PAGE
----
US President Donald Trump has ordered an investigation into France’s planned tax on internet services that will hit American tech giants especially hard, officials said Wednesday.
The investigation into unfair trade practices could pave the way for Washington to impose punitive tariffs, something Trump has done repeatedly since taking office.
“The United States is very concerned that the digital services tax which is expected to pass the French Senate tomorrow unfairly targets American companies,” US Trade Representative Robert Lighthizer said in a statement.
The proposed three percent tax on total annual revenues of companies providing services to French consumers only applies to the largest tech companies, “where US firms are global leaders,” the trade representative’s office said.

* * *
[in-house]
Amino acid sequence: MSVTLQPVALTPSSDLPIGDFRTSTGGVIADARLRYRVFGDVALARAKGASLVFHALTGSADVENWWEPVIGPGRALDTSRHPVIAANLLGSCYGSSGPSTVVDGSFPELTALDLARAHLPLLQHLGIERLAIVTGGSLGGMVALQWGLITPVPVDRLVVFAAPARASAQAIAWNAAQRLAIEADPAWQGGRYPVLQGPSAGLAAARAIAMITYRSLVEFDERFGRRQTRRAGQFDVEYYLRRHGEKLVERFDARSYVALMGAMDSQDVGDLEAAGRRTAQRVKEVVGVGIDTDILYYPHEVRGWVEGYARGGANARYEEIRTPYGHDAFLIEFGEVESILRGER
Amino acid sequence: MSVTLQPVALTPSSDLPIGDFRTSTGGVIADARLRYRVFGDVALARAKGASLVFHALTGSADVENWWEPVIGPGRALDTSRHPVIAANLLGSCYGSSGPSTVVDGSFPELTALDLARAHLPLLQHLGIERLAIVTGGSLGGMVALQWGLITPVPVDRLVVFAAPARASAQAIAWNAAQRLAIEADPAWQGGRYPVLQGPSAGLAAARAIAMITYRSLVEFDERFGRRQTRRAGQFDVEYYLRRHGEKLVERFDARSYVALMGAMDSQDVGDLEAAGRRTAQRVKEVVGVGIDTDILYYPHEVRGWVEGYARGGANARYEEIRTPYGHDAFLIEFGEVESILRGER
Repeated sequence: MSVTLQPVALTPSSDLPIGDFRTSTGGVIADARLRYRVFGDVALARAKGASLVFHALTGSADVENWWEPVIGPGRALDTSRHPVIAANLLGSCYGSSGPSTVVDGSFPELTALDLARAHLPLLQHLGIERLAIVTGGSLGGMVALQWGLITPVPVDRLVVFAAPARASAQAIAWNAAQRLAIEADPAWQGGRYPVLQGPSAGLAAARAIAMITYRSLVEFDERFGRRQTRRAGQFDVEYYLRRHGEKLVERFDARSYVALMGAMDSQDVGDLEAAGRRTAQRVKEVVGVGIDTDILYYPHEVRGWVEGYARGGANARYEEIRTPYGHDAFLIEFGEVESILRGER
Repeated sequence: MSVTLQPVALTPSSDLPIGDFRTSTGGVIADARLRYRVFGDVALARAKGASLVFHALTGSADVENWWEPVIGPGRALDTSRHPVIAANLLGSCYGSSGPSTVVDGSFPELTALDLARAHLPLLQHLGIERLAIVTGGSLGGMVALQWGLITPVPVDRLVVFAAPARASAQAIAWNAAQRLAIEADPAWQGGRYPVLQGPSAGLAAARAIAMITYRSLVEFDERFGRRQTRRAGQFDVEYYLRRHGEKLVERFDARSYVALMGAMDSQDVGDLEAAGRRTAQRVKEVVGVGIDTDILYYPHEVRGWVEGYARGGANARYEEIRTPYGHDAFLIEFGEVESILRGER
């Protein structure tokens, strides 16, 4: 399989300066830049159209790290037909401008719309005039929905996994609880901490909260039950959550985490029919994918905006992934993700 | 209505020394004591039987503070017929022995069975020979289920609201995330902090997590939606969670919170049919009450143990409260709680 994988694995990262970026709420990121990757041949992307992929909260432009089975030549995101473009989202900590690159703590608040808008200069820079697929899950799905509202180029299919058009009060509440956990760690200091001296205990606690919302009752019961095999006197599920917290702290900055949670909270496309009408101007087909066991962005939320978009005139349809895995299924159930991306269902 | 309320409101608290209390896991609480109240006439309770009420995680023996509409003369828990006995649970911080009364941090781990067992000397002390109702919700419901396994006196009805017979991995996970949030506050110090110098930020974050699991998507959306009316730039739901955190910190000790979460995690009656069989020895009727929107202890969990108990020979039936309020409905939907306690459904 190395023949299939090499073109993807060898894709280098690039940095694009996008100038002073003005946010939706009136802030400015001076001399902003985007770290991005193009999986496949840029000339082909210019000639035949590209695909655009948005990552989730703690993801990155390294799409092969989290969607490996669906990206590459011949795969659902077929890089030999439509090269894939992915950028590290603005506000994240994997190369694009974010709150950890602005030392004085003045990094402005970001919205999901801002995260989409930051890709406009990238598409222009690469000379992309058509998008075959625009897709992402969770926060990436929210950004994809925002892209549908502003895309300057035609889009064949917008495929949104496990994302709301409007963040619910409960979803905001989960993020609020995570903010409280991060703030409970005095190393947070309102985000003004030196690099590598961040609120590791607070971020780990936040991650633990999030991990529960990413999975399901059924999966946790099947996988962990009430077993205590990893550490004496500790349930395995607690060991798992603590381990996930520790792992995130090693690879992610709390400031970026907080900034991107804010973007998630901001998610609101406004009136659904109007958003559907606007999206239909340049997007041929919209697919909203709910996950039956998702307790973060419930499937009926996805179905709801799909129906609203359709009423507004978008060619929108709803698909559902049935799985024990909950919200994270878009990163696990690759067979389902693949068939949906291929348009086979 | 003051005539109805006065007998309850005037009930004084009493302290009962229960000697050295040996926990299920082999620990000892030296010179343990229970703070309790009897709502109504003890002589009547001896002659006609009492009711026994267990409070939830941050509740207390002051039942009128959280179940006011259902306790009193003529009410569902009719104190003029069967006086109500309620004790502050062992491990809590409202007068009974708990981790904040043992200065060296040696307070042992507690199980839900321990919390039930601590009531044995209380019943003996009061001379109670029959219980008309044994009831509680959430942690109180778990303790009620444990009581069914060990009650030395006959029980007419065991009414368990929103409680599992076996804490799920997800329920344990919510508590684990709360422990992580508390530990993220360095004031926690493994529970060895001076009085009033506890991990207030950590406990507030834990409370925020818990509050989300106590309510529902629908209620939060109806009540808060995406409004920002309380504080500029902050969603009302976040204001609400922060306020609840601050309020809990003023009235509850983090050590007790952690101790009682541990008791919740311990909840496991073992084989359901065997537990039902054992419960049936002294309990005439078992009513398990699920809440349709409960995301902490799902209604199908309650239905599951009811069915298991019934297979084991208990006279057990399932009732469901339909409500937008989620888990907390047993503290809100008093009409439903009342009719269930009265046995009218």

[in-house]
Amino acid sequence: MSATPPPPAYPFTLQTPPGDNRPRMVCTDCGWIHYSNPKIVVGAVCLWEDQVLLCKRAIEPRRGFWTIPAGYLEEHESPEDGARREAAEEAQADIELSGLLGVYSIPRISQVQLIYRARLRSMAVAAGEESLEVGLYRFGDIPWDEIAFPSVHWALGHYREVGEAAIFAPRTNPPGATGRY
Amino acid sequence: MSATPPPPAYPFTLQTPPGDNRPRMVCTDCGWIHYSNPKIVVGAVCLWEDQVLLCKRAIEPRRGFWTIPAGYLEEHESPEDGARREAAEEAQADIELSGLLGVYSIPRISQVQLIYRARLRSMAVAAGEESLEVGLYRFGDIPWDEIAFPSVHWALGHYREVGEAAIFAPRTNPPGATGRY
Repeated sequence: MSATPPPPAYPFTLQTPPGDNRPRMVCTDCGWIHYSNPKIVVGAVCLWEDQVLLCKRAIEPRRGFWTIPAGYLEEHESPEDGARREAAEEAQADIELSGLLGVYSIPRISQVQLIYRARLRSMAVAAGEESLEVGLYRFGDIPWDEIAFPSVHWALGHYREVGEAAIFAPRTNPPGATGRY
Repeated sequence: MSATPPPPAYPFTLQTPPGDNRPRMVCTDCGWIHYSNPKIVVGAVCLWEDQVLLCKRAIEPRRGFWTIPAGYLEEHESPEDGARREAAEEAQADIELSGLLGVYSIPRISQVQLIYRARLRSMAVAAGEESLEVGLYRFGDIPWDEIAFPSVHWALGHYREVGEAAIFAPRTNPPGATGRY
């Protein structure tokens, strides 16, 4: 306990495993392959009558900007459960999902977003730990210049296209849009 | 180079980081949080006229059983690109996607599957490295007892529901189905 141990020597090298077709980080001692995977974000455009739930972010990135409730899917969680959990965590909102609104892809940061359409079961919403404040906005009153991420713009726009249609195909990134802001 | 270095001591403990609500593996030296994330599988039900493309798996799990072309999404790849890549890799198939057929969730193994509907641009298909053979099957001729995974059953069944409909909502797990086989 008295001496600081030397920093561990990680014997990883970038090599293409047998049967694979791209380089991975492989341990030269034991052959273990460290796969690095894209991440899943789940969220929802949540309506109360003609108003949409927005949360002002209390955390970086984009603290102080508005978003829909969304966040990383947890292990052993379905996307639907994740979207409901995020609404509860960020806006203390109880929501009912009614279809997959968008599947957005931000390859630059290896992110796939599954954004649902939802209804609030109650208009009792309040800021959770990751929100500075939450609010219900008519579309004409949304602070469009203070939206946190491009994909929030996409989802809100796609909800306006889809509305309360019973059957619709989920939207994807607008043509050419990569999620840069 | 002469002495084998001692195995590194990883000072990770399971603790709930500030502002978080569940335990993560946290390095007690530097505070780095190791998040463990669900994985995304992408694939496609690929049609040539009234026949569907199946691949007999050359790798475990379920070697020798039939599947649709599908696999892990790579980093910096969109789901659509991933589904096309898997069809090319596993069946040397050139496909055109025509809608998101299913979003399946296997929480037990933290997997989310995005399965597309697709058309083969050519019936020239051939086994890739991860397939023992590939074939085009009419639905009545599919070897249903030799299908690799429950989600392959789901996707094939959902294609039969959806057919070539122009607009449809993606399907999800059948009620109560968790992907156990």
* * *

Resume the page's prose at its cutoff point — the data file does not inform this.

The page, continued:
The so-called Section 301 investigation is the primary tool the Trump administration has used in the trade war with China to justify tariffs against what the United States says are unfair trade practices.
USTR will hold hearings to allow for public comment on the issue over several weeks before issuing a final report with a recommendation on what actions to take.
Despite the objections to the French tax proposal however, the statement said the United States will continue to work with other advanced economies to address the conundrum of how to tax tech companies.
The Group of 20 has tasked the Organization for Economic Cooperation and Development with finding a fix in the international tax system that has allowed some internet heavyweights to take advantage of low-tax jurisdictions in places like Ireland and pay next to nothing in other countries where they make huge profits.
The Computer & Communications Industry Association on Wednesday applauded the US Trade Representative’s move, saying the tax would retroactively require US internet giants operating in France to turn over a percentage of their revenues from the beginning of this year and violates international trade commitments.
“This is a critical step toward preventing protectionist taxes on global trade,” CCIA official Matt Schruers said in a statement.